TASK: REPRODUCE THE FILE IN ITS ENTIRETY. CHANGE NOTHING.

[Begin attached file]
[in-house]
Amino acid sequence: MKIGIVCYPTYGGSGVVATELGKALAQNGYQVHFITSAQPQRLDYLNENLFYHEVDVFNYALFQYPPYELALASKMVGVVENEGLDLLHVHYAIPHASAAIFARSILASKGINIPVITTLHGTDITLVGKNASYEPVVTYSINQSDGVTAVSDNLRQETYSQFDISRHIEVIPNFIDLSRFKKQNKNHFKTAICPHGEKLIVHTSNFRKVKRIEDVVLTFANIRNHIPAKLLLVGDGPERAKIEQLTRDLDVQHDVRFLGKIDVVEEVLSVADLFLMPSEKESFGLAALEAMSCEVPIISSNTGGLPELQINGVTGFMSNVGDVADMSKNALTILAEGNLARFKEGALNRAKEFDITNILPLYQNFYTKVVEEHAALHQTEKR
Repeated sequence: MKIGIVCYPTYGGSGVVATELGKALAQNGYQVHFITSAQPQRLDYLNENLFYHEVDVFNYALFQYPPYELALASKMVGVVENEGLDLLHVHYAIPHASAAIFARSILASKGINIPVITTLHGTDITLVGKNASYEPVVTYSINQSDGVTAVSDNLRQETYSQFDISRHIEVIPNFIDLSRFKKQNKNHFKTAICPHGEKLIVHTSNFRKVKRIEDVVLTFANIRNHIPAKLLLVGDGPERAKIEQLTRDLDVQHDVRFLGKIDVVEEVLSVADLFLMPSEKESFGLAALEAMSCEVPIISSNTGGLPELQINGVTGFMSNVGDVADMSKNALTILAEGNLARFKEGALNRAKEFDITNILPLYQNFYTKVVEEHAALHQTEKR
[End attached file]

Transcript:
[in-house]
Amino acid sequence: MKIGIVCYPTYGGSGVVATELGKALAQNGYQVHFITSAQPQRLDYLNENLFYHEVDVFNYALFQYPPYELALASKMVGVVENEGLDLLHVHYAIPHASAAIFARSILASKGINIPVITTLHGTDITLVGKNASYEPVVTYSINQSDGVTAVSDNLRQETYSQFDISRHIEVIPNFIDLSRFKKQNKNHFKTAICPHGEKLIVHTSNFRKVKRIEDVVLTFANIRNHIPAKLLLVGDGPERAKIEQLTRDLDVQHDVRFLGKIDVVEEVLSVADLFLMPSEKESFGLAALEAMSCEVPIISSNTGGLPELQINGVTGFMSNVGDVADMSKNALTILAEGNLARFKEGALNRAKEFDITNILPLYQNFYTKVVEEHAALHQTEKR
Repeated sequence: MKIGIVCYPTYGGSGVVATELGKALAQNGYQVHFITSAQPQRLDYLNENLFYHEVDVFNYALFQYPPYELALASKMVGVVENEGLDLLHVHYAIPHASAAIFARSILASKGINIPVITTLHGTDITLVGKNASYEPVVTYSINQSDGVTAVSDNLRQETYSQFDISRHIEVIPNFIDLSRFKKQNKNHFKTAICPHGEKLIVHTSNFRKVKRIEDVVLTFANIRNHIPAKLLLVGDGPERAKIEQLTRDLDVQHDVRFLGKIDVVEEVLSVADLFLMPSEKESFGLAALEAMSCEVPIISSNTGGLPELQINGVTGFMSNVGDVADMSKNALTILAEGNLARFKEGALNRAKEFDITNILPLYQNFYTKVVEEHAALHQTEKR